One scenario in your price range is to get the Canon 70-200 f4 ($560). That will let you get soccer (on the small fields) and a majority of your baseball photos until it's at night. I wouldn't advise getting a lens with max aperture of 5.6 (like the canon 70-300) because of those baseball games. Focus performance will get dodgy in bad lighting and even though lighting is normally good in the summer at 8pm if it's heavily overcast a 5.6 lens will have problems.

2.8 lenses are great but expensive - already out of your pricerange for a 200mm. The 70-200 f4 might be a great choice for you. The stretch buy would be the sigma 100-300 f4 ($1000)
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Old Mar 30, 2009, 11:40 PM   #5
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Have a look at Craig's list for a sigma 70-200/2.8 This should be around your price needs. If you get a receipt with the lens I believe Sigma offers a 5 year US warranty and I think 7 Years for Canadians. Goodluck
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Old Mar 31, 2009, 12:26 AM   #6
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Perhaps it may be limiting things a bit, but what about a second hand manual focus Tokina AT-X SD 80-200mm F2.8?

Sports photographers used to manually focus you know!!!!

I know AF is more convenient, but if all of your photos motion blur because your AF lens is too slow(say 70-200mm F4), then the focusing won't make too much difference!!!

And it should be in your price range.
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Old Mar 31, 2009, 6:48 AM   #7
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dnas wrote:
Quote:
Perhaps it may be limiting things a bit, but what about a second hand manual focus Tokina AT-X SD 80-200mm F2.8?

Sports photographers used to manually focus you know!!!!

I know AF is more convenient, but if all of your photos motion blur because your AF lens is too slow(say 70-200mm F4), then the focusing won't make too much difference!!!

And it should be in your price range.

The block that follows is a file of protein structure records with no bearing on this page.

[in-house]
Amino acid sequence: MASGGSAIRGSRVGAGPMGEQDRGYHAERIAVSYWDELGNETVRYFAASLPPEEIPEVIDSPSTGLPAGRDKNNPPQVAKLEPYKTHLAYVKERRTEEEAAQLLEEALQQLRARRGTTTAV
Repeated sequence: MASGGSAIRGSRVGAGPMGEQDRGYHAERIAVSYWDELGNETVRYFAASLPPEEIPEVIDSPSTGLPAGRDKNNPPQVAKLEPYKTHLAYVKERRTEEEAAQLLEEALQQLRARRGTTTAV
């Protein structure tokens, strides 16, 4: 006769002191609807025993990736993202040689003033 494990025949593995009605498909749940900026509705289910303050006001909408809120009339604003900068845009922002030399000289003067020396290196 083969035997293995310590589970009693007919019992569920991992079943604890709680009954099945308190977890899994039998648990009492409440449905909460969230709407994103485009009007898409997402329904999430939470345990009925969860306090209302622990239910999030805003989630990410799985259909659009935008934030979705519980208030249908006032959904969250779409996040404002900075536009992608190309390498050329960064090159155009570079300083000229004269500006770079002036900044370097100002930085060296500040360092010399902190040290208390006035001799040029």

A couple points - motion blur does not result from slow focusing lenses. It is a result of shutter speeds that are too slow. If a lens was slow to focus it would simply be an out of focus image not one with motion blur. Also, the 70-200 f4 is a very fast focusing lens so not an example of a lens with focus issues (like say the tamron 70-200 2.8).

As for "sports photographers used to manually focus", I would say - "people used to ride horse drawn carriages too, but you don't want to trade your car in for one". The problem with manual focus is it's a much tougher technique and you're left with a lot fewer images to select from after an event. I would recommend against going manual. There are some applications where having to manually focus isn't a problem (macro, landscape) but for sports work it really is. Additionally, the viewfinder on your camera is not as big and bright and is lacking the split prism focus screen manual focus SLRs had. I think you'll be very disappointed if you go the manual focus route.
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Old Apr 6, 2009, 11:57 AM   #8
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There are a number of photography forums that let people buy and sell used equipment. Check them out. You can sometimes get a great deal. Ask if anyone has what you want that looks rough, but works well.
Ron